Uber is banned from operating in Australia's Northern Territory (NT). While the ride-sharing company operates legally in other parts of the country such as New South Wales, Western Australia and the Australian Capital Territory, the NT government has decided not to make any changes to its legislation to allow Uber to operate in the region.
The decision followed a discussion ahead of the government's final report on Commercial Passenger Vehicle Industry Review. Peter Chandler, the minister for transport, told The Australian Broadcasting Corporation (ABC), "This was a Cabinet decision where we would stop Uber at the moment from coming to the NT."
The decision comes despite some cabinet ministers being in favour of allowing Uber to operate in the NT. It also follows talks held by the California-headquartered company with the NT government to get a green signal to ride in this region.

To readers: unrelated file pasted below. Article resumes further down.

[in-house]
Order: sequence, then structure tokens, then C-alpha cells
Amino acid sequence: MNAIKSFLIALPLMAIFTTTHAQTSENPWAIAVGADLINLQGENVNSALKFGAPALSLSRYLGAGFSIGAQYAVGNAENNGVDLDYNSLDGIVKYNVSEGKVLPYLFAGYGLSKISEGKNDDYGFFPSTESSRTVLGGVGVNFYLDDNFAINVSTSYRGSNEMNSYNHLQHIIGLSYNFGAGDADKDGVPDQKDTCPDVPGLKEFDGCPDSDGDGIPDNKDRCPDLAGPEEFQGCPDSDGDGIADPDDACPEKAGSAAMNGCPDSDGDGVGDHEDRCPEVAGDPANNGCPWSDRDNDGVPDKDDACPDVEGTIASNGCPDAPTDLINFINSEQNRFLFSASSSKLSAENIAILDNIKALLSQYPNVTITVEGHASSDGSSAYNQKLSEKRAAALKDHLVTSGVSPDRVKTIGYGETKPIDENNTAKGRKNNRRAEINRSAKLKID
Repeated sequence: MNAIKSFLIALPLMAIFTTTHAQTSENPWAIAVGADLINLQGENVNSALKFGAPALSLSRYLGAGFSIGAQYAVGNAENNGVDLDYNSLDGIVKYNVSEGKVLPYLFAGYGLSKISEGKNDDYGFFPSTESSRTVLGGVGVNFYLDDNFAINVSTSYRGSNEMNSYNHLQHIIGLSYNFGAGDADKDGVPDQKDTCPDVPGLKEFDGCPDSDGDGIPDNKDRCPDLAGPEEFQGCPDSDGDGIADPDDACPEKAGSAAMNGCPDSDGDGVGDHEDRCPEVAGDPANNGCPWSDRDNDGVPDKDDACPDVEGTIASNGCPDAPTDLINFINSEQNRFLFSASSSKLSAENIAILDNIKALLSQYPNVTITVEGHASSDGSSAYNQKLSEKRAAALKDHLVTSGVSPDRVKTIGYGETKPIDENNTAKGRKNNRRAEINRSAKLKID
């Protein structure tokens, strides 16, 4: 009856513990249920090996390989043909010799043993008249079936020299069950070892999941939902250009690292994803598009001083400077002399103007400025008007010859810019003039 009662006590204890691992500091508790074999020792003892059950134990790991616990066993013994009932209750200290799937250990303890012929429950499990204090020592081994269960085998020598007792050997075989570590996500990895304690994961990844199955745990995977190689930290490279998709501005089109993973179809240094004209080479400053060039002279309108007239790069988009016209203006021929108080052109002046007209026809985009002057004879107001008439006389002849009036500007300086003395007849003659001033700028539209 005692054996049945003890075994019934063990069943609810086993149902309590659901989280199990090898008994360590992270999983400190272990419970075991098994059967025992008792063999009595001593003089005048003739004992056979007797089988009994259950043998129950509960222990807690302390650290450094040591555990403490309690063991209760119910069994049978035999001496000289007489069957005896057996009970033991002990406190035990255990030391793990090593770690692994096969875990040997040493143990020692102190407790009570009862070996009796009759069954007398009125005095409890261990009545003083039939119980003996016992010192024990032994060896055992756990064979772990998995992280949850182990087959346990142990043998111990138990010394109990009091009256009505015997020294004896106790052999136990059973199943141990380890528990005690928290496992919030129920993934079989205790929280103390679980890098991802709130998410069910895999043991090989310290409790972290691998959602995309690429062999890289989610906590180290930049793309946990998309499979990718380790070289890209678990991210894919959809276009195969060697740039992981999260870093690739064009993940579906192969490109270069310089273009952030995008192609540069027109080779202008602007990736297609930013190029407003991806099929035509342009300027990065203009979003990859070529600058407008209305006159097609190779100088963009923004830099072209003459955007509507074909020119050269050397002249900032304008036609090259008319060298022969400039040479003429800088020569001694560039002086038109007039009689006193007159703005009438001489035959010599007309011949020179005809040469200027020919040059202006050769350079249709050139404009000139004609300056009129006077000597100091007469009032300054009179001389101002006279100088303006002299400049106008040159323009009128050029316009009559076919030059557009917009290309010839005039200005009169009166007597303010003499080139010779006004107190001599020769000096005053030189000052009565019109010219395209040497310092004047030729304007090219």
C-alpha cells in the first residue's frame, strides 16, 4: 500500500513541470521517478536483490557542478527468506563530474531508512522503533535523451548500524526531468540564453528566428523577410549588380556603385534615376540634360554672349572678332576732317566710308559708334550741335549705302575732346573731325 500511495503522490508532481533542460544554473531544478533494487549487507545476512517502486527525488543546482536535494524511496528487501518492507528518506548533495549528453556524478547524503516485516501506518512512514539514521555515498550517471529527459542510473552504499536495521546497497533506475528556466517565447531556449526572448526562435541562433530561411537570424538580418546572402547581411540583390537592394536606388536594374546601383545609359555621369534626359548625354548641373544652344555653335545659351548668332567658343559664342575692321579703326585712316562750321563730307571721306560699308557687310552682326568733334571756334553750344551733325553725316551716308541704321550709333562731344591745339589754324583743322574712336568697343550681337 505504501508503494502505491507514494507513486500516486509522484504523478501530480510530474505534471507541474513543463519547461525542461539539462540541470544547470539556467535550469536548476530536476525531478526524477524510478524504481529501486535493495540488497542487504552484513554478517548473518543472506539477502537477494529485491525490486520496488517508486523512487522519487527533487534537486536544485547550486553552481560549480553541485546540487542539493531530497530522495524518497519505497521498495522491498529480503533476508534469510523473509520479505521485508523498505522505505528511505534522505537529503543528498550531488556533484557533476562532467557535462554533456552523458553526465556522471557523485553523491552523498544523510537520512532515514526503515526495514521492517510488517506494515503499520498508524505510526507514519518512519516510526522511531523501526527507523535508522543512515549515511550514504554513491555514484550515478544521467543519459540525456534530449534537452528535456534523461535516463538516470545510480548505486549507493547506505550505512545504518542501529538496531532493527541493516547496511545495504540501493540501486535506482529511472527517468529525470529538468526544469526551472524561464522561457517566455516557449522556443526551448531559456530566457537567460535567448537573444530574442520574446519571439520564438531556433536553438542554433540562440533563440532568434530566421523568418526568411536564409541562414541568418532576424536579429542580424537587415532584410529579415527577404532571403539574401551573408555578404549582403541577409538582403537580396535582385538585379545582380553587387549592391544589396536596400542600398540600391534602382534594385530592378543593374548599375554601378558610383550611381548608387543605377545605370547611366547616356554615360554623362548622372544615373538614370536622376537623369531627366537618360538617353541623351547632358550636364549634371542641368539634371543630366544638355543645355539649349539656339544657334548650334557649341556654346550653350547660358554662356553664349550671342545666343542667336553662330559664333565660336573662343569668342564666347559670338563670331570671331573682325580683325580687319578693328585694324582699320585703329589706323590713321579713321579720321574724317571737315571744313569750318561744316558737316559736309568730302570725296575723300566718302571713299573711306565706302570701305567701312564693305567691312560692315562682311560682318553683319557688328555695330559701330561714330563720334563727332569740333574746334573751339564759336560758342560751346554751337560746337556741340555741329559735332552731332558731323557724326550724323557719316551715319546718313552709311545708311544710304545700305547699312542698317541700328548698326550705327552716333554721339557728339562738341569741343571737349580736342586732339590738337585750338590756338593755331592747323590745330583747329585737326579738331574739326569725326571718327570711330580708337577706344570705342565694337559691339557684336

This is not the first time that Uber, which has operations across the globe, has been in a legal battle with regulators. Brad Kitschke, director of public policy for Uber in Australia and New Zealand, responded by saying, "I think the Territory does risk being left behind. And that's something Territorians will have to consider if they don't have a government that's willing to look at progressive changes, embrace competition." Kitschke also added that the government could not ignore digital disruption reaching the NT region, according to ABC.
Some from the general public questioned the decision to ban and commented in favour of Uber on ABC's Facebook page. One person said Uber was required in Darwin, the capital city of the Northern Territory, especially for rides to and from the airport.
However, Les Whittaker, executive officer at NT Taxi Council, said he was happy with this decision against Uber. "There's so many issues regarding Uber and the likes of Uber that worry me. Safety issues and those types of things."
George Papantonakis, a taxi driver, was of the opinion that Uber would break the rules that the rest of the industry is expected to follow. "If Uber did come in it would destroy our industry," he added.